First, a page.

Physician suicide in Taiwan, 2000-2008: Preliminary findings

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Abstract

Research regarding physician suicide in Taiwan is lacking. Using national physician insurance data from January 1, 2000 to April 30, 2008, the present study aimed to explore the association between physicians' suicide and their characteristics, including age, sex, specialties, area of residence, hospital types, and suicide methods. The majority (53.1-70.6%) of suicide cases occurred among physicians in their 40s. More suicides were reported among physicians serving in the community, living in urban areas, and from specialties such as general practice, family practice, psychiatry, and surgery. The leading suicide methods were hanging/suffocation, drowning, jumping from heights, charcoal burning and drug poisoning. In conclusion, physicians committing suicide were likely to be in their 40s, to serve in the community and to live in urban areas. Future efforts should focus on exploring the causes and possible interventions for physician suicide. © 2009 Elsevier & Formosan Medical Association.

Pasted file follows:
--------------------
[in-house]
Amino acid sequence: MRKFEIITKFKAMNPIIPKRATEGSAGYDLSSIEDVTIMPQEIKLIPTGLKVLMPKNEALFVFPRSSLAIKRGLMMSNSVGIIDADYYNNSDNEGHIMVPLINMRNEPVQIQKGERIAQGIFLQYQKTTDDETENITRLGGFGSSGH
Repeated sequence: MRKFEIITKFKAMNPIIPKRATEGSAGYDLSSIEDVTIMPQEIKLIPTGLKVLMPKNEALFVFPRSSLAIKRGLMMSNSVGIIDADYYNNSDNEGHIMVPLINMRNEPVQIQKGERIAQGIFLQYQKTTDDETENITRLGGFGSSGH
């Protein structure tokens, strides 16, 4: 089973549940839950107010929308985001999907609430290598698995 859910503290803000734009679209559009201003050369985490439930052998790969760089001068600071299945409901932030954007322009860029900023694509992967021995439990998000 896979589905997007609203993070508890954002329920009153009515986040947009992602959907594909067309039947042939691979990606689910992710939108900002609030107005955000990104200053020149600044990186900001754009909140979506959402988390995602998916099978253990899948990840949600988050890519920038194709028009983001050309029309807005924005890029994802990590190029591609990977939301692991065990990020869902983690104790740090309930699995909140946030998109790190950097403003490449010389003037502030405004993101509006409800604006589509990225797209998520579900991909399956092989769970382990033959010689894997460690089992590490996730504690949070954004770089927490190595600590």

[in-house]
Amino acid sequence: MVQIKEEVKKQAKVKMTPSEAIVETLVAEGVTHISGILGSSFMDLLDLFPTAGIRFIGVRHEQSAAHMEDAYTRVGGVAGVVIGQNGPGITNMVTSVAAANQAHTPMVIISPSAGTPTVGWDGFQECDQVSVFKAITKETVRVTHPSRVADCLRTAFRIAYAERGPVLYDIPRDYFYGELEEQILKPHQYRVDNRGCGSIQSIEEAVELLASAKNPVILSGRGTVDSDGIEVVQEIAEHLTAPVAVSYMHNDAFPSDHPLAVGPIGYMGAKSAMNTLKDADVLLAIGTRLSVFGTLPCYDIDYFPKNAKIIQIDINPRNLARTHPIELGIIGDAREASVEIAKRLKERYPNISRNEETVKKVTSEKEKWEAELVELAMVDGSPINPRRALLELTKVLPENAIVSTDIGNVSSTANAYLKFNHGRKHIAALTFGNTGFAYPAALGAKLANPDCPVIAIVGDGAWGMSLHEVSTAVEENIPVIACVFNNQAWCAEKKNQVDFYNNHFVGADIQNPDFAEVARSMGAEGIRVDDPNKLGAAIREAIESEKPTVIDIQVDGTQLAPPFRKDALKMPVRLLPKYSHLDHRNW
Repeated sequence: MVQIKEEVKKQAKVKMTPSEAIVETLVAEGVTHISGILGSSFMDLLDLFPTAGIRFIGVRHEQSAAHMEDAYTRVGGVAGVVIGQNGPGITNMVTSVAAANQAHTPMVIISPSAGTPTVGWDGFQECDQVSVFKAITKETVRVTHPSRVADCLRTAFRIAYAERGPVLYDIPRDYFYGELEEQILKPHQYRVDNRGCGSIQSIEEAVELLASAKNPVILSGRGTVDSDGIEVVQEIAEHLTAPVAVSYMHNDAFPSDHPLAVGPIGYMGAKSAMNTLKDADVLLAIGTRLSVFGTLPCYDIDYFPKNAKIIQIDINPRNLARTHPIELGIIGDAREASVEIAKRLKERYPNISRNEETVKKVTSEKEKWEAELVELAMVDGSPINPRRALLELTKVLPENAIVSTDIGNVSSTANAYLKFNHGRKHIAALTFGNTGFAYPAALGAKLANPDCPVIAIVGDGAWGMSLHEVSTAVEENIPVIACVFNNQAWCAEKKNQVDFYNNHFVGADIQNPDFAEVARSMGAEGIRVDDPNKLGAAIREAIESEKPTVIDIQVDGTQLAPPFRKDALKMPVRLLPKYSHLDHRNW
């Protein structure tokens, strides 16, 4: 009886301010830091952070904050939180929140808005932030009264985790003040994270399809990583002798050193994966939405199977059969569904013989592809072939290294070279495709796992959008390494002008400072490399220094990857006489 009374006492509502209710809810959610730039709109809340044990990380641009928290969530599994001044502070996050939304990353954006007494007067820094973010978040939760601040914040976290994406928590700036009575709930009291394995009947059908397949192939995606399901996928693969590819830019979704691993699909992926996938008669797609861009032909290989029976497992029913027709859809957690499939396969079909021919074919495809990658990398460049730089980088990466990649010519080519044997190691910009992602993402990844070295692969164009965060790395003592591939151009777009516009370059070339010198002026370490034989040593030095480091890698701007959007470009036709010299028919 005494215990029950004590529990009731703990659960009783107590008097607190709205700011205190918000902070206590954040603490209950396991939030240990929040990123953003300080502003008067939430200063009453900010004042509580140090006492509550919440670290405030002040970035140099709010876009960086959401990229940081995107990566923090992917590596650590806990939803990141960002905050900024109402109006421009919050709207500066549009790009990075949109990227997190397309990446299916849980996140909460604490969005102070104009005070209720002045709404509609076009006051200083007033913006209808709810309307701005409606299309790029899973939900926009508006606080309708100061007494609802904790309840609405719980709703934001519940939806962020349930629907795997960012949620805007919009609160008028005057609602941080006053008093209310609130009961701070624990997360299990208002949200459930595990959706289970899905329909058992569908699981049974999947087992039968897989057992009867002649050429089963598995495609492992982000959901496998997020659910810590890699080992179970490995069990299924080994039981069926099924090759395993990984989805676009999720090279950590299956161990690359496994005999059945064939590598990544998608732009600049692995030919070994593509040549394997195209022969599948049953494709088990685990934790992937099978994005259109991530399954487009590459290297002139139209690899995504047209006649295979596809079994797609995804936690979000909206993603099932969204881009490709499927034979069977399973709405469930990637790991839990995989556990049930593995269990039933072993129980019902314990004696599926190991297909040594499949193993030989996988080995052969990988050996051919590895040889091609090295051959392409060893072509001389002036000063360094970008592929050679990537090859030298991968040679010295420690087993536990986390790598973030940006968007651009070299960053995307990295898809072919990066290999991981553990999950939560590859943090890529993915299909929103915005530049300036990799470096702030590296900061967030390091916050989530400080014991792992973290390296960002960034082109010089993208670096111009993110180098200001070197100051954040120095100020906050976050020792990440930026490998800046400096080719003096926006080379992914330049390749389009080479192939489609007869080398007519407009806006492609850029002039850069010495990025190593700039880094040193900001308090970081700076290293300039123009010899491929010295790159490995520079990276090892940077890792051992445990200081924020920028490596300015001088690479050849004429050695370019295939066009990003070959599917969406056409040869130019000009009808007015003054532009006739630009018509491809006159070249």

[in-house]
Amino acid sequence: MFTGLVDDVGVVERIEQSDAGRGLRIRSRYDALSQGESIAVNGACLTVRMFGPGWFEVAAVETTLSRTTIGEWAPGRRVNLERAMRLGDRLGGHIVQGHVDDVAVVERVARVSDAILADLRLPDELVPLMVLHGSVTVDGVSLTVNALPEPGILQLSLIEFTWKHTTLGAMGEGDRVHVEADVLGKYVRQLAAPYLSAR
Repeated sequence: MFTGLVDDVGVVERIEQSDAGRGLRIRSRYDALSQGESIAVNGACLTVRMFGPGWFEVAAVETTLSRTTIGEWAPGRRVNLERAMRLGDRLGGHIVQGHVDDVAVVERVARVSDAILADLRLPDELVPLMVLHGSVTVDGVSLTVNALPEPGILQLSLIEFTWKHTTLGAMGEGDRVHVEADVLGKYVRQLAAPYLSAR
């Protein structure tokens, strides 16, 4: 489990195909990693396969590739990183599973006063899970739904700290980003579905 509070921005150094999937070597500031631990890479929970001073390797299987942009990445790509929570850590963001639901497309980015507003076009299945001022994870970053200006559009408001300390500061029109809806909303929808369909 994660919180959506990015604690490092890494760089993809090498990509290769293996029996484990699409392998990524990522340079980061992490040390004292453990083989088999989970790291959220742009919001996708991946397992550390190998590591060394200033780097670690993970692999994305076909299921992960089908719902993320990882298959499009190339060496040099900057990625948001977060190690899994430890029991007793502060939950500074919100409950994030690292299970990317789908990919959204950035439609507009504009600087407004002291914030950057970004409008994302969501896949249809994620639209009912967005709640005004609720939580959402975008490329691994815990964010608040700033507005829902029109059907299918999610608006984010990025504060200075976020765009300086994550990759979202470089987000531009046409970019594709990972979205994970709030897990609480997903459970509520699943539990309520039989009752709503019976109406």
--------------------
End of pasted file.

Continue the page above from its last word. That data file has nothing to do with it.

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APA

Pan, Y. J., Lee, M. B., & Lin, C. S. (2009). Physician suicide in Taiwan, 2000-2008: Preliminary findings. Journal of the Formosan Medical Association, 108(4), 328–332. https://doi.org/10.1016/S0929-6646(09)60073-5

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